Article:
“I’m out there doing my job,” Shields said. “My job is to try to keep us in the game. And we had some good starters against us that have been throwing well. If I can keep them close, we are going to get some wins and get some wins throughout the rest of the year like that. That’s the name of the game.”

Shields’ value in this rebuilding effort has been discussed often. His veteran presence is of great value in the clubhouse, particularly when it comes to mentoring young pitchers like Lucas Giolito and Reynaldo Lopez, among others. Shields can act as an example of how to go about one’s business regardless of the outcomes of his starts. But when he can lead by example with strong outings, that’s even more valuable.

“I’m trying to eat as many innings as possible,” he said. “We kind of gave our bullpen — we taxed them a little bit the first month of the season. We are kind of getting back on track. Our goal as a starting staff is to go as deep as possible, and in order to do that, you’ve got to throw strikes and get ahead of hitters.

“Not too many playoff teams, a starting staff goes five and dive every single game. My whole career I’ve always wanted to go as deep as possible. I wanted to take the ball all the way to the end of the game. And we’ve done a pretty good job of it of late.”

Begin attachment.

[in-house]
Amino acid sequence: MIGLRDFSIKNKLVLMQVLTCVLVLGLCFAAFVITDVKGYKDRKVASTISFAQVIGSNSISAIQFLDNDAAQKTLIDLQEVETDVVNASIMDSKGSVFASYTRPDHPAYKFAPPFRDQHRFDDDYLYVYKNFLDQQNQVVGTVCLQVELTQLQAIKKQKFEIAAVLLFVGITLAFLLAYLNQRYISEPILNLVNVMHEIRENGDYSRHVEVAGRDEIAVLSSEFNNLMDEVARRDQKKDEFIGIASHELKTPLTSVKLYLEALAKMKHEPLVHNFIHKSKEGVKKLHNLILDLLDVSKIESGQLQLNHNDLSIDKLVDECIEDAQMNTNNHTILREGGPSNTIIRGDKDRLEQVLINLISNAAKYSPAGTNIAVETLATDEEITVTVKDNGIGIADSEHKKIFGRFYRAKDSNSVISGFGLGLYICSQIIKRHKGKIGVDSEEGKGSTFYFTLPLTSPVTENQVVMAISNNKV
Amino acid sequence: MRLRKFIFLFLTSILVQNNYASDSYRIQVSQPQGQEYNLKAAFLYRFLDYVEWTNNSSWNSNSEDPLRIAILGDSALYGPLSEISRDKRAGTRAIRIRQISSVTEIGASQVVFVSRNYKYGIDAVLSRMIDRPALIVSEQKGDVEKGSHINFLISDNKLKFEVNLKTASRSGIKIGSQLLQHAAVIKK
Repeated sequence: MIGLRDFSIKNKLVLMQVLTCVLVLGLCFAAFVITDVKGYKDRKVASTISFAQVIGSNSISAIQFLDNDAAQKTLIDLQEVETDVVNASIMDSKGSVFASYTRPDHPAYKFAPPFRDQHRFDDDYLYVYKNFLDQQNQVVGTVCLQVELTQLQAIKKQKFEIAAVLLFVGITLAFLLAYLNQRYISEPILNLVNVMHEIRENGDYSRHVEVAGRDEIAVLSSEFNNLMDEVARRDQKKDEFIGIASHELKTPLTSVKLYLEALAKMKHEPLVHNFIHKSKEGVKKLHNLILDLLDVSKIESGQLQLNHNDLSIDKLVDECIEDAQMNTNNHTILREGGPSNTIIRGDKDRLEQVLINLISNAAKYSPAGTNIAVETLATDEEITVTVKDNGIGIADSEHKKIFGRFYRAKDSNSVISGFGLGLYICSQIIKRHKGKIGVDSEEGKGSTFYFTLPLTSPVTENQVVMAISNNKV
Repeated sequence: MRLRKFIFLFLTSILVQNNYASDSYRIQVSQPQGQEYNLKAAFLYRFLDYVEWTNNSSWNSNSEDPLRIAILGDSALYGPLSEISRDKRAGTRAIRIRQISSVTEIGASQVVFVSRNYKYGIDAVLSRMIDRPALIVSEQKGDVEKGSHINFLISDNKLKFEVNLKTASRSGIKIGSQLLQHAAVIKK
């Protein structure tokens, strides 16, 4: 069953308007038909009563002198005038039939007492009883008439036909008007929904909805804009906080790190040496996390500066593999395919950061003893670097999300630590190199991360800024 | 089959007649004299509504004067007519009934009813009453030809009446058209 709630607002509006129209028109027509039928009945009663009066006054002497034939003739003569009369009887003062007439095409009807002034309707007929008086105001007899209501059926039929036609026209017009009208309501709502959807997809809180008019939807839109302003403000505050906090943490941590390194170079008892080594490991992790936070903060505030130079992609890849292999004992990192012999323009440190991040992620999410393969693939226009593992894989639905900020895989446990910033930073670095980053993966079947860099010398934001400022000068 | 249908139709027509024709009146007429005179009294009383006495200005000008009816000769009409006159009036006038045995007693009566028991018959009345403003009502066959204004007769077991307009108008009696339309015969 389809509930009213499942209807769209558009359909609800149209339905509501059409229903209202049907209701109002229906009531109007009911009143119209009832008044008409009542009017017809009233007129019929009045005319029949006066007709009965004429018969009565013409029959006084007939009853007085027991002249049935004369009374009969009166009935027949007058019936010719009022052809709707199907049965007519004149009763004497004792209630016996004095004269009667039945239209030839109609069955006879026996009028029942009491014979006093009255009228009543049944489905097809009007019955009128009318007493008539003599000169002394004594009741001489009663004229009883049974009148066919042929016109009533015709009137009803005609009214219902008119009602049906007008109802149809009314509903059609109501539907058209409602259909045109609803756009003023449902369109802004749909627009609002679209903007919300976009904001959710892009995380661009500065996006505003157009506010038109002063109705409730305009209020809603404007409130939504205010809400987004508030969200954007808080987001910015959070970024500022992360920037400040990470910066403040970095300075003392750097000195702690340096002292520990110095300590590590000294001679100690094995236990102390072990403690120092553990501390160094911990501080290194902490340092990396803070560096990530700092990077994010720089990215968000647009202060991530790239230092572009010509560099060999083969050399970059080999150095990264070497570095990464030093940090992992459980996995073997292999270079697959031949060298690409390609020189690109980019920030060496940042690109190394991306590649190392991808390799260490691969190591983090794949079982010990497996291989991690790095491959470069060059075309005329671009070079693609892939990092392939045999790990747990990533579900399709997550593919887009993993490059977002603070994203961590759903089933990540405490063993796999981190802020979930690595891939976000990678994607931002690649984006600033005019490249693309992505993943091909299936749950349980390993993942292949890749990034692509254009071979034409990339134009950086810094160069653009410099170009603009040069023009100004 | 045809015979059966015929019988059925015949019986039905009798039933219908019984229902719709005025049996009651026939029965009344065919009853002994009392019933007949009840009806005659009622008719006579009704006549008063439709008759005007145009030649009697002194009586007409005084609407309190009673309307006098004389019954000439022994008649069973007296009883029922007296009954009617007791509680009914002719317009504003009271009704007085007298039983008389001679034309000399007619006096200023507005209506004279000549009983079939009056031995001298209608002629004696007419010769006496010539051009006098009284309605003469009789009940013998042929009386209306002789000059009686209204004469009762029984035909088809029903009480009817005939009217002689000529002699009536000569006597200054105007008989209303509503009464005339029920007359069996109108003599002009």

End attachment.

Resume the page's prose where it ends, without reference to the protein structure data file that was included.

It’s a long time between now and the trade deadline, and consistency has at times escaped even the brightest spots on this rebuilding White Sox roster. But Shields has strung together a nice bunch of starts here of late, and if that kind of performance can continue, the White Sox front office might find that it has a potential trade piece on its hands. That, too, is of value to this rebuild.

Until that possibility occurs, though, the team will take more solid outings that give these young players an opportunity to learn how to come back and learn how to win.